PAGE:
Abrasive agents make up the bulk of the ingredients in toothpaste, and their general purpose is to assist in removing plaque from teeth. Among these abrasives are minerals such as mica, various silicas, limestone and aluminum oxide.
While the initial concept of abrasive materials to be applied to one's teeth in the form of early toothpaste (thought to be established in Ancient Greece) involved crushed animal bones and oyster shells, modern toothpaste leans more towards the science behind certain minerals to get the job done. Silica and limestone, when ground, make excellent tools for scrubbing plaque off the teeth due to their coarseness. Mica, a mild abrasive when extracted from rocks and ground, also provides the glistening appeal to toothpaste products.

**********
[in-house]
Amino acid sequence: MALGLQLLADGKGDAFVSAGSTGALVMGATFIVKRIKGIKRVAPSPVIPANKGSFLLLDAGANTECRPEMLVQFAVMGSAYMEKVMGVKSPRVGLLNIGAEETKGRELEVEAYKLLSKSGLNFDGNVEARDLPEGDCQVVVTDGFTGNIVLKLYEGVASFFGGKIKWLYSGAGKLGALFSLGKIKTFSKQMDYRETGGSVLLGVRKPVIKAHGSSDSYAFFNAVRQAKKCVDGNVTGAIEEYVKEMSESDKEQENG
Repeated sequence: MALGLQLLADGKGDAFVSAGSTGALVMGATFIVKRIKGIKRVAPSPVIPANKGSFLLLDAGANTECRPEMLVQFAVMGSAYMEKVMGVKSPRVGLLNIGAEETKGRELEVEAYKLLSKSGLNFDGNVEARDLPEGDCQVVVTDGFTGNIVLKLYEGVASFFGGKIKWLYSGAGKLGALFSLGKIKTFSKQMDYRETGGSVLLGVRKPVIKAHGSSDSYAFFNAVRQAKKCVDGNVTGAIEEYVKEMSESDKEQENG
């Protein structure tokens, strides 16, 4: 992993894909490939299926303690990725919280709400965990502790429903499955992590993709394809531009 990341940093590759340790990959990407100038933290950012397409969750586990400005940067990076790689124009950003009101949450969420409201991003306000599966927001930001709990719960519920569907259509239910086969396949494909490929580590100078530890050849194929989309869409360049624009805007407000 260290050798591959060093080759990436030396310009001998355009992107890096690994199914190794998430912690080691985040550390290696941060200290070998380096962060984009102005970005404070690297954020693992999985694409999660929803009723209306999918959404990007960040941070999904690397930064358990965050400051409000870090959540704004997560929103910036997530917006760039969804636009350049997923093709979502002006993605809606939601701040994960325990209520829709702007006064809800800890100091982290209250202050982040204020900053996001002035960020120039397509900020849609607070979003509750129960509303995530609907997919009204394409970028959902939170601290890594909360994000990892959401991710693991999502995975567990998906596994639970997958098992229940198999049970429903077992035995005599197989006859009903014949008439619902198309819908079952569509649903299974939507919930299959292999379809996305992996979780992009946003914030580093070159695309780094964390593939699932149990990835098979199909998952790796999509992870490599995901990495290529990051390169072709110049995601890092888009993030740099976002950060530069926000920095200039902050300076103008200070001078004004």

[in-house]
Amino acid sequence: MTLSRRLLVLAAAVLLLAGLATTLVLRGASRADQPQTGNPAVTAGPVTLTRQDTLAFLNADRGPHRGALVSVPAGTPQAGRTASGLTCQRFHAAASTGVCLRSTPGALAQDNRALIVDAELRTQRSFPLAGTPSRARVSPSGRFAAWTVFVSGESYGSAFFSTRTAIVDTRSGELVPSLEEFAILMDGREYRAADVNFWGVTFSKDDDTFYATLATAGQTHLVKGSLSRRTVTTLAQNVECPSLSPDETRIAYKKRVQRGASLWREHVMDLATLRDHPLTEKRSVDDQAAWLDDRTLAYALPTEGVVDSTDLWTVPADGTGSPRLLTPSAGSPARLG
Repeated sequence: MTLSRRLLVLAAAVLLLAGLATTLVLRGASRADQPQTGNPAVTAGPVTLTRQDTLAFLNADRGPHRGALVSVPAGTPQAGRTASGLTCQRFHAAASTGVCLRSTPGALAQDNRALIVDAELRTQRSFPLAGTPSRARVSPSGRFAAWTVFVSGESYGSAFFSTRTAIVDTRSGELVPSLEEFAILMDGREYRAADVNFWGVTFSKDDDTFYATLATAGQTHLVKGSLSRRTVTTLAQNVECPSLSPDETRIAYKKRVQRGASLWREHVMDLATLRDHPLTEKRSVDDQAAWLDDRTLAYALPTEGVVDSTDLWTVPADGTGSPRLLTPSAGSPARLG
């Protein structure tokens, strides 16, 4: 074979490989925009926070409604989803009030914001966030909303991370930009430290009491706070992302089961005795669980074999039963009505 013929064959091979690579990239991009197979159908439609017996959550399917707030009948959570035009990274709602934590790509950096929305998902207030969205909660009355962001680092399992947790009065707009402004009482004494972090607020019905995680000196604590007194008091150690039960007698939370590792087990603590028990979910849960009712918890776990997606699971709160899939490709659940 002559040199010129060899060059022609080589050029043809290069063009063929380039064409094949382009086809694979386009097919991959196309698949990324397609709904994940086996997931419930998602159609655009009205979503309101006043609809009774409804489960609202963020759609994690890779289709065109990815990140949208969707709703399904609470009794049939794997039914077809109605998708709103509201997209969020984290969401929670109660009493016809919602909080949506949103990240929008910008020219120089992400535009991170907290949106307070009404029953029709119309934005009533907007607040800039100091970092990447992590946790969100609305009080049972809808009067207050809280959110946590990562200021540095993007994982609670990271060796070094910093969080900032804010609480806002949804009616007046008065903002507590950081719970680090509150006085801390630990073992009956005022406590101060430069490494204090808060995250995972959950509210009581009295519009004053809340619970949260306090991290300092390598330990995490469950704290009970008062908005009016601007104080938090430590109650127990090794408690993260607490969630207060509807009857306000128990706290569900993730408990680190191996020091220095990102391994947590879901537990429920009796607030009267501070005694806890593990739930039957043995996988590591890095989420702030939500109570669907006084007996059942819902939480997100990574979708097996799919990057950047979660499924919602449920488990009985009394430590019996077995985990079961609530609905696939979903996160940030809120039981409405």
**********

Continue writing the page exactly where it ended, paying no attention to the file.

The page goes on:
The white pigment of toothpaste can most commonly be attributed to Titanium Dioxide, produced from ilmenite ore, and is also used to make white paint. Lastly, a fine gel abrasive, such as silica, is also added into most toothpastes. Hydrated silica (Diatomaceous earth - coined "tooth powder") mixed with calcium carbonate is another abrasive said to remove plaque. Hydrated silica is a mineral formed from silicon dioxide and is an odorless, tasteless, white gelatinous substance that is found in most of today's modern toothpastes.